The Flash's Teddy Sears Talks Bringing Jay Garrick To Life in Live Action

(Photo: CW/WB)

With Jay Garrick making his first live-action appearance on The CW's The Flash yesterday, it's no surprise that fans are champing at the bit to find out what's next for the Golden Age Flash.

Actor Teddy Sears has the challenge of playing a character with deep ties to World War II in the readers' imagination and remaining true to much of his character, while presumably changing some of that backstory to suit the world of The CW's The Flash.

Sears joined a group of reporters at The CW earlier this week to discuss his first full appearance in next week's episode and some of what he's excited about in the upcoming season.

What is it like taking on the first time we've seen Jay Garrick in a live-action show?

It's thrilling, but I didn't anticipate how thrilling it was going to be when I said yes. Besides the sort of obvious stuff, that suddenly I'm eight years old, running around in the backyard playing superheroes with my friends -- that's sort of a given that that would happen -- but what I didn't anticipate was sort of how important it felt when I was doing it. It's weird and hokey and maybe very actor-y, but there was something very important that began happening, especially and most specifically, putting on that helmet.

There's a scene where I'm reunited with the helmet for the first time and I remember shooting it. There was a real awe and reverence for seeing this thing, and that was absolutely not acted at all. There really was such substance in that sort of moment, so I just keep coming back to this feeling of, wow, it just feels really important. And I can't sum it up any better than that, I guess.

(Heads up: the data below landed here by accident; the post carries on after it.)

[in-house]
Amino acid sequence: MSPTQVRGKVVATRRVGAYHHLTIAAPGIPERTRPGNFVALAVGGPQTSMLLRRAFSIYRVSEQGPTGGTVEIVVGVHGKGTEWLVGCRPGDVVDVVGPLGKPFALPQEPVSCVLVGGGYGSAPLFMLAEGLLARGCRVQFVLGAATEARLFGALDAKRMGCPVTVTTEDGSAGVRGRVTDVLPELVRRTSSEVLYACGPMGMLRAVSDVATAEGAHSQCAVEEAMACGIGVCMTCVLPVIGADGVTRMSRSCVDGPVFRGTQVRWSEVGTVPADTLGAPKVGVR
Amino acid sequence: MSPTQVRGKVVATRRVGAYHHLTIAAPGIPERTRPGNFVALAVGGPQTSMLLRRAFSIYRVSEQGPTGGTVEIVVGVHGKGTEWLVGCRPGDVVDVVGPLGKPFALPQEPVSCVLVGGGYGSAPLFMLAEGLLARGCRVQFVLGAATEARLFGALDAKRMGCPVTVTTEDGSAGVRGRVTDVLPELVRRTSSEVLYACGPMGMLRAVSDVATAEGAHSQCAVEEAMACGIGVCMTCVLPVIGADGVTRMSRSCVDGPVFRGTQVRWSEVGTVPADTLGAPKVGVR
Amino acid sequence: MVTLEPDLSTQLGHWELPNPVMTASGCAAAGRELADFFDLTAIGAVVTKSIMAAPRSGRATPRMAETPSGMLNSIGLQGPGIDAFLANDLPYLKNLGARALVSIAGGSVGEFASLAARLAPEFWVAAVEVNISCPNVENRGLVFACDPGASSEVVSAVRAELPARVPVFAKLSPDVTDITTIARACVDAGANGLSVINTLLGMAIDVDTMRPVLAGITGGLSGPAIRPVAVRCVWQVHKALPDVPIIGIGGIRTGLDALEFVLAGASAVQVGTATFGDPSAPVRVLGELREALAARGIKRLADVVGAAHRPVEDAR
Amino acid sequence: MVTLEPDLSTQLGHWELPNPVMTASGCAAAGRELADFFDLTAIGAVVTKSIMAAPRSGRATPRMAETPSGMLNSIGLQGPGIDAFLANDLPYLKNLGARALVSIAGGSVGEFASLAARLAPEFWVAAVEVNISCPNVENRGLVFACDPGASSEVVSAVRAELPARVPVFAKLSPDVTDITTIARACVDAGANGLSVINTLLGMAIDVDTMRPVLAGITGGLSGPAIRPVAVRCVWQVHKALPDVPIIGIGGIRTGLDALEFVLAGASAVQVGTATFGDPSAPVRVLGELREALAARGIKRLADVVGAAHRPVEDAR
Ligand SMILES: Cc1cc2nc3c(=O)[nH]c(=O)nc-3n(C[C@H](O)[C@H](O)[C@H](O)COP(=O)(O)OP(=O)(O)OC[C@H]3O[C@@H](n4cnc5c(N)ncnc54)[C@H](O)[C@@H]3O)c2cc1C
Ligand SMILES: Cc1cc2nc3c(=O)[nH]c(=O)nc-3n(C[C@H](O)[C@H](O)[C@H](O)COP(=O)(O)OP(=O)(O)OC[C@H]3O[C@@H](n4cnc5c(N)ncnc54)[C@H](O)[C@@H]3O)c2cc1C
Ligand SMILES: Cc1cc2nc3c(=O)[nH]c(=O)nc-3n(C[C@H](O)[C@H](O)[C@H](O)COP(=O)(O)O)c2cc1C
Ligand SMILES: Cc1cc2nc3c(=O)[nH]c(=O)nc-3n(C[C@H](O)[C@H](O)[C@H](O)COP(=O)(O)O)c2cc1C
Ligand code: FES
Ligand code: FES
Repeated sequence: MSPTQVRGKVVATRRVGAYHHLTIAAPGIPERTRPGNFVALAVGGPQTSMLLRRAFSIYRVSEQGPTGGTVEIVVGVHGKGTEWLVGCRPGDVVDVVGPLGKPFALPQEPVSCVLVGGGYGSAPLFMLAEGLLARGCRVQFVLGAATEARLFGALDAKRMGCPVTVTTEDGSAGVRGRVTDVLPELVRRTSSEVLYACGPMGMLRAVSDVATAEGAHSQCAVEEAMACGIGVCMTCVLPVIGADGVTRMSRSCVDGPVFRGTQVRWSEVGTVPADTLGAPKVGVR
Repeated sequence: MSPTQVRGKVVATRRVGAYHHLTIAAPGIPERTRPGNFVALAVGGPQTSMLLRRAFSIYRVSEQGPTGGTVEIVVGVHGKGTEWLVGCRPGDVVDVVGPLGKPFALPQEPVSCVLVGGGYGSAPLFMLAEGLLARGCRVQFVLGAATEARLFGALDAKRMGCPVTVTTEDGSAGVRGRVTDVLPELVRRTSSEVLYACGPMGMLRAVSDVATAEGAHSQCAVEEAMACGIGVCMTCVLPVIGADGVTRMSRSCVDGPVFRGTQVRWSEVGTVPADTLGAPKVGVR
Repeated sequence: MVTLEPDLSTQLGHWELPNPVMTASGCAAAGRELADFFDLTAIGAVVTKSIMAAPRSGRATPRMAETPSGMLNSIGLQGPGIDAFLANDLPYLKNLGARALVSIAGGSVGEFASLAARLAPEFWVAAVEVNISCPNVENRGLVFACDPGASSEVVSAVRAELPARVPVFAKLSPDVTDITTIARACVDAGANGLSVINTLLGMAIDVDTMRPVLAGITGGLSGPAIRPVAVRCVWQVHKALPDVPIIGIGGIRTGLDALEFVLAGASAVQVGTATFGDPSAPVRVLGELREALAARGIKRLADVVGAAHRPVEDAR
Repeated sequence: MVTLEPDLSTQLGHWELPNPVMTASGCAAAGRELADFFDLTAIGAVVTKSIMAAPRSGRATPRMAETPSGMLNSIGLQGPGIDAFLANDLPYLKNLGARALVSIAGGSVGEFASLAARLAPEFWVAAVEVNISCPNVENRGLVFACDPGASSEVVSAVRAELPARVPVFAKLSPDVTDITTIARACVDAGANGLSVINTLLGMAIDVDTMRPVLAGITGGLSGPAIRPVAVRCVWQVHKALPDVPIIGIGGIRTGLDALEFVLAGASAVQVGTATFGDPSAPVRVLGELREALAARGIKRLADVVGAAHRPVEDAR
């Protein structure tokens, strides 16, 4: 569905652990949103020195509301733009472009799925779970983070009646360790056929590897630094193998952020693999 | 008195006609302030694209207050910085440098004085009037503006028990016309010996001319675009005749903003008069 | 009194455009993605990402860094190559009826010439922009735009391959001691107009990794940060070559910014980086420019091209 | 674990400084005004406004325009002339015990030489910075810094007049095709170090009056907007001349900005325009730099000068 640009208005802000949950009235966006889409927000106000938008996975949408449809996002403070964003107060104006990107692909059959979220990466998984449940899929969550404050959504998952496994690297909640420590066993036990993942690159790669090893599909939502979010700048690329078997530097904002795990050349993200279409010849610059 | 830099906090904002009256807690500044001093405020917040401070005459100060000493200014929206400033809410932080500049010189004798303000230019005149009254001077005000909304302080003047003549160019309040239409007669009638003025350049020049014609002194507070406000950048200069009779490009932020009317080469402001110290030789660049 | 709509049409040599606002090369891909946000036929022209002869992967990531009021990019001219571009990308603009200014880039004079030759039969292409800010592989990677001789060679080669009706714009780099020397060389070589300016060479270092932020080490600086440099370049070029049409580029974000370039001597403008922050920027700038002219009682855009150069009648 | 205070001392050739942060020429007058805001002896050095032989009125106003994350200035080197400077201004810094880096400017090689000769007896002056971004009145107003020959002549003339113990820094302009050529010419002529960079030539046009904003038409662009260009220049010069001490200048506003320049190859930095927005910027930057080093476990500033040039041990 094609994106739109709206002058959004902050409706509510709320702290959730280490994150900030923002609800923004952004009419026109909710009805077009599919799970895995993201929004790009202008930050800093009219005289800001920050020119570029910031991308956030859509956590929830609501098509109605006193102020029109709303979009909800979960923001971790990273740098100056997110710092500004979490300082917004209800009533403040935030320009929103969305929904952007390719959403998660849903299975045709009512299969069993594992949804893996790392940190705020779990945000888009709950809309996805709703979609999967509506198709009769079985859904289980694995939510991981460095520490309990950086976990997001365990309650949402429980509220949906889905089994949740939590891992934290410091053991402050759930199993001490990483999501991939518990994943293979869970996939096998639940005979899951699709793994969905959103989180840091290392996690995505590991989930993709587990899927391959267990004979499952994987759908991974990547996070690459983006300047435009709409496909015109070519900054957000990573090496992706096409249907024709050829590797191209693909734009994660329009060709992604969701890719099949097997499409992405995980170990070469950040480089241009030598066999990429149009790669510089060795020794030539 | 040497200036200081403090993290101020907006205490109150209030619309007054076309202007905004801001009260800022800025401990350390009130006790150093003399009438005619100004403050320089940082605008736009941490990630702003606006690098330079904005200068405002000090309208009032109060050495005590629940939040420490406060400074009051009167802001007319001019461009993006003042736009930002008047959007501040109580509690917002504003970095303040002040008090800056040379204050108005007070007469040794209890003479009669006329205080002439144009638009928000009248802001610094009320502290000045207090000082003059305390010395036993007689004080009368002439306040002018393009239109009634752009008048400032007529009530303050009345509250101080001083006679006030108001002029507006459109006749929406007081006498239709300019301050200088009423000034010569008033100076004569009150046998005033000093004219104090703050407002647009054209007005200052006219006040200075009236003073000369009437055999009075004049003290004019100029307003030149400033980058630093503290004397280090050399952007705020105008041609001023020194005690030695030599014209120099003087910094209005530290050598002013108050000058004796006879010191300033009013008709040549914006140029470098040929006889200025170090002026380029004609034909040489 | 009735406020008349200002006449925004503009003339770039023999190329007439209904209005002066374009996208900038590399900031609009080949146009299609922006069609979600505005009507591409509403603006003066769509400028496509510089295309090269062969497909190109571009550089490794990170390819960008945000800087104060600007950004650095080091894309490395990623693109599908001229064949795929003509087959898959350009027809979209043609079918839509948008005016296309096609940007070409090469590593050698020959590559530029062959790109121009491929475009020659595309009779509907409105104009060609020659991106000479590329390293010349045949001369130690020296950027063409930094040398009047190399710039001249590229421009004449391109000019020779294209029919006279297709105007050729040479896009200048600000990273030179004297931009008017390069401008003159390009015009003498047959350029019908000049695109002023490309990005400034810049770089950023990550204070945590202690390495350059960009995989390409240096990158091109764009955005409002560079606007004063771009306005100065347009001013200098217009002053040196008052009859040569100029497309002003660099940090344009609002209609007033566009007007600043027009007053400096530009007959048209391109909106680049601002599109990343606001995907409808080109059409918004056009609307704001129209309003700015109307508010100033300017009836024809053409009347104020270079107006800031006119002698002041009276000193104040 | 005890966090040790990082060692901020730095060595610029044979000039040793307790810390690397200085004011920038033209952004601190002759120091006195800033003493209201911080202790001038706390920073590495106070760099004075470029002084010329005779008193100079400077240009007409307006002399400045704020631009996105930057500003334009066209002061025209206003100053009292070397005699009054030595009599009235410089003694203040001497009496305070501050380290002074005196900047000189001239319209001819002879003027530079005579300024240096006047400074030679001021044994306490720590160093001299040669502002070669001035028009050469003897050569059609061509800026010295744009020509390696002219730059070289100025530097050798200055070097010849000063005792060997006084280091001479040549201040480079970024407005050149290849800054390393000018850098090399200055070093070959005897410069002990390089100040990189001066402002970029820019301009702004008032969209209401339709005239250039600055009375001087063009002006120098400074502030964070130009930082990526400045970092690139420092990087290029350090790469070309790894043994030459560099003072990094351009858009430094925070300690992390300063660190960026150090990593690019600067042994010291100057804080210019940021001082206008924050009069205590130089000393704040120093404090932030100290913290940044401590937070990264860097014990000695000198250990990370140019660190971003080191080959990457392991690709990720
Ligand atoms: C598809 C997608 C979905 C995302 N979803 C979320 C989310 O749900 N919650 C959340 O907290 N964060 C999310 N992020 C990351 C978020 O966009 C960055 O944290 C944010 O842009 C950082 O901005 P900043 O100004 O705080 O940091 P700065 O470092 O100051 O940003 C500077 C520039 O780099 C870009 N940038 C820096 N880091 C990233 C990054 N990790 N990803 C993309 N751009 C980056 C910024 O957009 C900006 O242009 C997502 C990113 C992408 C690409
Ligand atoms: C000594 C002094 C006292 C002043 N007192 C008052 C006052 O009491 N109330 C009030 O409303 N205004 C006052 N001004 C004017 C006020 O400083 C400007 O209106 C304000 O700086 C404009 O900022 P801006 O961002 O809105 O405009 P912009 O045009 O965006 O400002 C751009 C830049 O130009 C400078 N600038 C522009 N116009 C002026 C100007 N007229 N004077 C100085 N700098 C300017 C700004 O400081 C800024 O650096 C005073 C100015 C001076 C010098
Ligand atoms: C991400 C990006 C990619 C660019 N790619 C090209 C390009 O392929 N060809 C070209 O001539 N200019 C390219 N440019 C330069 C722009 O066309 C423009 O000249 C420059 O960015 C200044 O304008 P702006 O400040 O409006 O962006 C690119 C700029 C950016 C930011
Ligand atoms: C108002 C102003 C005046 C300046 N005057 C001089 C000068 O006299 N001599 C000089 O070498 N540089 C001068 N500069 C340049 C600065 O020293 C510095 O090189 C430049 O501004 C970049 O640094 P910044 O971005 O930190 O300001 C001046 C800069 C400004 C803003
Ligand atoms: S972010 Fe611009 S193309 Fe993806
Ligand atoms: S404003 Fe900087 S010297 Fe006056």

Your costume has a retro quality that really plays well on screen while still looking modern and cool. Tell me the experience of making it work.

That was really fun. I wasn't sure what they were going to do, because when you look at the 1940s, when he was introduced, I feel like you see -- was it an old football jersey that he puts on? -- [it was] very red and very yellow going up. I wasn't sure how they were going to handle it.

So they have successfully modernized it with this really sort of cool, almost motorcycle jacket sort of aesthetic. The jacket's wonderful. Listen, it's all good -- the pants, the boots -- but it's really the helmet. The helmet sort of caps the whole thing off. And I love what they did to the helmet too. If you look at the helmet, and we'll certainly have enough opportunities to, it's been around. It's beaten up. It's got the dings. It's got a wonderful patina to it. It's seen its share of battles.

So the detail that the team put into those little things, to make it, I guess to have it arrive with a story and a history and a past, that's really what made it work for me. And as far as me making it work, they just took my measurements, man! And it just fit.

You've played a lot of lawyers, doctors, guys who wear three-piece suits. What's it like moving headlong into being an action hero?

It's very exciting, just in that it's a character that is no longer in the courtroom or wearing a lab coat or something. It's been a nice sort of progression. But yeah, this guy has a uniform like a handful of other characters I've played.

How does it feel? I don't know. It feels wonderful. It feels like such a tremendous honor to try to try to fill this guy out and give him a real third dimension. And that aspect of a third dimension, I think is maybe a little bit different than playing the foil in a three-piece suit on a law show or something, someone who can tend to be two dimensional. I think that the goal is to make this guy a 100% human being who has a past, who has a history and conflicting feelings and all sort of the things that make humans so wonderful to watch and so complex to watch.

But yeah, that's an interesting point. It is another sort of get-up off a different nature, but this one means a whole lot more this time, to me.

Last season, Barry was juggling three father figures. Is Jay going to step into that role, too?

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I like the older brother analogy, versus father. That is a very different dynamic. There's certainly going to be some overlap but there's some things that you only talk to another sibling about that you wouldn't maybe feel comfortable talking to a dad about.

And I really like Grant as a person. It's hard not to like Grant but for Jay and Barry, that translates. There's a real desire to be around him which is also fun to play with.